In recent times, Sir Henry Head first investigated the concepts underlying reflexology in England in the 1890s. Therapistsin Germany and Russia were researching similar notions at approximately the same time, although with a different focus.Less than two decades later, a physician named William H. Fitzgerald presented a similar concept that he called zoneanalgesia or zone therapy. Fitzgerald’s zone analgesia was a method of relieving pain through the application of pressureto specific locations throughout the entire body. Fitzgerald divided the body into 10 vertical zones, five on each side, thatextended from the head to the fingertips and toes, and from front toback. Every aspect of the human body appears inone of these 10 zones, and each zone has a reflex area on the hands and feet. Fitzgerald and his colleague, Dr. EdwinBowers, demonstrated that by applying pressure on one area of the body, they could anesthetize or reduce pain in acorresponding part. In 1917, Fitzgerald and Bowers published Relieving Pain at Home, an explanation of zone therapy.
Later, in the 1930s, a physical therapist, Eunice D. Ingham, explored the direction of the therapy and made the startlingdiscovery that pressure points on the human foot were situated in a mirror image of the corresponding organs of the bodywith which the respective pressure points were associated. Ingham documented her findings, which formed the basis ofreflexology, in Stories the Feet Can Tell, published in 1938. Although Ingham’s work in reflexology was inaccuratelydescribed as zone therapy by some, there are differences between the two therapies of pressure analgesia. Among themore marked differences, reflexology defines a precise correlation between pressure points and afflicted areas of thebody. Furthermore, Ingham divided each foot and hand into 12 respective pressure zones, in contrast to the 10 verticaldivisions that encompass the entire body in Fitzgerald’s zone therapy.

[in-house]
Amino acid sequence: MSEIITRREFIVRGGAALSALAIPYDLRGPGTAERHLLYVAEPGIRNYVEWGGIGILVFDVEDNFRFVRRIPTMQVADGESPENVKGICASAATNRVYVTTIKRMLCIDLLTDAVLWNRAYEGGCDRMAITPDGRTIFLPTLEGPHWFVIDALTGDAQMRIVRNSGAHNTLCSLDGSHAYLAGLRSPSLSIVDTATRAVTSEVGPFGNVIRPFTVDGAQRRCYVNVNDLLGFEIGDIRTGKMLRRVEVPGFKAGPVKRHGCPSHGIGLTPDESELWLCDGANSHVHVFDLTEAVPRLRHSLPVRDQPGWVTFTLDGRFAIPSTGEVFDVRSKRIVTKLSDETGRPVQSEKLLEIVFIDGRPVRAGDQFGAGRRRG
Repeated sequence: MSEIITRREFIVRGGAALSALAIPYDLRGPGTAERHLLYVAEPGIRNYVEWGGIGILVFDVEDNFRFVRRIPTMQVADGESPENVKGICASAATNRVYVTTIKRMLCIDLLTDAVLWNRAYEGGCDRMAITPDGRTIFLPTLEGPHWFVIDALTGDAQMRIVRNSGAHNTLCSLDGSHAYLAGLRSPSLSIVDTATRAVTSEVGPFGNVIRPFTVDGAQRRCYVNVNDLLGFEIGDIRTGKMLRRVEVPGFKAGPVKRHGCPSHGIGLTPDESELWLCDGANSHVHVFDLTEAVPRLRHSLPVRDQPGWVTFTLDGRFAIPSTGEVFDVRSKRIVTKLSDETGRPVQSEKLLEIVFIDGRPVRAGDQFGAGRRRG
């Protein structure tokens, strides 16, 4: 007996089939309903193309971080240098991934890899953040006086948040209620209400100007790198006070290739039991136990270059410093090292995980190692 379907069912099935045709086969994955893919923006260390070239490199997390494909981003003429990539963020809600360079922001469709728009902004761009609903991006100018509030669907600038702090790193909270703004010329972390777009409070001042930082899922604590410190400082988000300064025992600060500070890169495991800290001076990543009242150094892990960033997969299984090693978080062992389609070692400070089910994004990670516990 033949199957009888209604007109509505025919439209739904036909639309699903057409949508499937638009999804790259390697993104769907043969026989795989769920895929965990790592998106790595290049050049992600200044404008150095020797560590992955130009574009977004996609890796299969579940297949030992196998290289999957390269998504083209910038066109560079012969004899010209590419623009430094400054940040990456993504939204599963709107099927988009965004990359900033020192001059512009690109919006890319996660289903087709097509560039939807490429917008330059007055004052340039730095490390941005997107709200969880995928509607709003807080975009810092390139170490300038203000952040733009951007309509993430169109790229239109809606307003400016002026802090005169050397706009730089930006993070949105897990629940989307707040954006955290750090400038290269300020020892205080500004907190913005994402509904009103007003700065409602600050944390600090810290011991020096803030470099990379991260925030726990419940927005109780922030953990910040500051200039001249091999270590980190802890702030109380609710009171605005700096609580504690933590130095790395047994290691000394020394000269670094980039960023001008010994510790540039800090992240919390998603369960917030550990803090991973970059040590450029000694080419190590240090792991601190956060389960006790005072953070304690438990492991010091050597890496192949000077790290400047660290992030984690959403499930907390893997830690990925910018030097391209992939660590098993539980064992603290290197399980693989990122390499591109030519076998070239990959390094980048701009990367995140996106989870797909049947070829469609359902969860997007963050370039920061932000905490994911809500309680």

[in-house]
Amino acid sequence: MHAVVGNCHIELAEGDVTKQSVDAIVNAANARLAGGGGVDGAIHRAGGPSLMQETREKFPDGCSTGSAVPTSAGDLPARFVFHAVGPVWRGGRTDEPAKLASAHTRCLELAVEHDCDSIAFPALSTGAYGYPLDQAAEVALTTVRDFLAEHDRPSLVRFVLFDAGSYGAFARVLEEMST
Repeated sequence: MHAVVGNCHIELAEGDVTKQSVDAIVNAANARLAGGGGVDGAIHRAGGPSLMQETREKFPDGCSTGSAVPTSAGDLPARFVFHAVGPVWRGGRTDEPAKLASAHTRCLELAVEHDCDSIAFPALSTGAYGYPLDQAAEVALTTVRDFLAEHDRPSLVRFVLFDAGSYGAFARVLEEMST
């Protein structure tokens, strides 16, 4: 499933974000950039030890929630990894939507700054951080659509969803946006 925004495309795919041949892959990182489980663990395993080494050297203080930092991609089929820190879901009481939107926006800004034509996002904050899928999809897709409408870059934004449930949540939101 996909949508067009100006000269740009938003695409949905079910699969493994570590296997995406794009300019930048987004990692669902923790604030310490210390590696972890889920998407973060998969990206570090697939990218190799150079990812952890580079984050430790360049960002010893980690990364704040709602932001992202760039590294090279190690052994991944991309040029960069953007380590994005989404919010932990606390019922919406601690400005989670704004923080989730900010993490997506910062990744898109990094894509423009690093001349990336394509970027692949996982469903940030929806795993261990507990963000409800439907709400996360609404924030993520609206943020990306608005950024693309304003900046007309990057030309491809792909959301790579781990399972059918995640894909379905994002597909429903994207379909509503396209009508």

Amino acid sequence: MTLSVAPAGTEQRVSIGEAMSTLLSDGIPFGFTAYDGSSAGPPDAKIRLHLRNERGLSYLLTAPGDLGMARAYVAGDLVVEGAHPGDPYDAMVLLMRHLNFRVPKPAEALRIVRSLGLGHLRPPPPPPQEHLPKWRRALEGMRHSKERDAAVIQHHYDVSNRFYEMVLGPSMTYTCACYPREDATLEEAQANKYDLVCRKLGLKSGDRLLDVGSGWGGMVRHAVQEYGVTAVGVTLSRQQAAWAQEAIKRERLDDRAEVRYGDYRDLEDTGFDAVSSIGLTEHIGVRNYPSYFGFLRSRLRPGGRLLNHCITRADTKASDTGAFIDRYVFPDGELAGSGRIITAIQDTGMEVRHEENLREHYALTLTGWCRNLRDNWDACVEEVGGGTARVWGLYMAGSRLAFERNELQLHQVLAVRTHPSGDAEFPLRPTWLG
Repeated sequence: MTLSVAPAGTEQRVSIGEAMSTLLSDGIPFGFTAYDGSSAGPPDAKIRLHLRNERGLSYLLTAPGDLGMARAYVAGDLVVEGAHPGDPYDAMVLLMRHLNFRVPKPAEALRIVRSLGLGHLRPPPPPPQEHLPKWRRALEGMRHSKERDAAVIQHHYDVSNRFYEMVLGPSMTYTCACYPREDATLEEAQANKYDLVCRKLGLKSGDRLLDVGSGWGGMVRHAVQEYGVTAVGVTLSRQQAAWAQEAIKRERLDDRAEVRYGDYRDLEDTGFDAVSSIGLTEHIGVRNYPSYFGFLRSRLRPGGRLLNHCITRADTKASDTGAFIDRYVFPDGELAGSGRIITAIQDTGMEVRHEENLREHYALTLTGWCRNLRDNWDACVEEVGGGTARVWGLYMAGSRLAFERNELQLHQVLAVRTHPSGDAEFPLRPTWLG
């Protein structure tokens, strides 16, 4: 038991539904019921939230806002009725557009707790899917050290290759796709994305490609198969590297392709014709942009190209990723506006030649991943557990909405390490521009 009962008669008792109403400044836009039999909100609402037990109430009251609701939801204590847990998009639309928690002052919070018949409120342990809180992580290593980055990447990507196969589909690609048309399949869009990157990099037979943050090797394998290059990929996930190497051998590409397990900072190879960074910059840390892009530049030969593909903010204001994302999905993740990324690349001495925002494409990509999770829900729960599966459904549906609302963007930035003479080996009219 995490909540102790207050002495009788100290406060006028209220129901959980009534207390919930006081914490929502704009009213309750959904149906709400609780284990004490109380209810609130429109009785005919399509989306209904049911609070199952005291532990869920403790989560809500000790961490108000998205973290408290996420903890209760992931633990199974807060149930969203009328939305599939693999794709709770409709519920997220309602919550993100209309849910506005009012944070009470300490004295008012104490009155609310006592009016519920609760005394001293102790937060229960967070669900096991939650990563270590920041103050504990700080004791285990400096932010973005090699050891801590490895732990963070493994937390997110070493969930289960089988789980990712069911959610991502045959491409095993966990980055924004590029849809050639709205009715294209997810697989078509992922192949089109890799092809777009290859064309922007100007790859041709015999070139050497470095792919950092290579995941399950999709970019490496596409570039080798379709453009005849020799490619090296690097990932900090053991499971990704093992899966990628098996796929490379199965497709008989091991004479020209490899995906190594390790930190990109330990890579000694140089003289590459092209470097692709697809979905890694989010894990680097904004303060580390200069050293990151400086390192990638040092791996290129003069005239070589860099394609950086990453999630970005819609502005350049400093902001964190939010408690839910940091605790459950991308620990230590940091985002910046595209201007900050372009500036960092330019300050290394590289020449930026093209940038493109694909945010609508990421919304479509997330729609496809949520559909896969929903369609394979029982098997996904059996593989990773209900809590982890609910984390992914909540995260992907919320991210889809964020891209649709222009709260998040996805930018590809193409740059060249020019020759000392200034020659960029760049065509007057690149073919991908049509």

In 1968 two siblings, Dwight Byers and Eusebia Messenger, established the National Institute of Reflexology. By theearly 1970s the institute had grown and was renamed the International Institute of Reflexology.
In a typical reflexology treatment, the therapist and patient have a preliminary discussion prior to therapy, to enable thetherapist to focus more accurately on the patient’s specific complaints and to determine the appropriate pressure pointsfor treatment.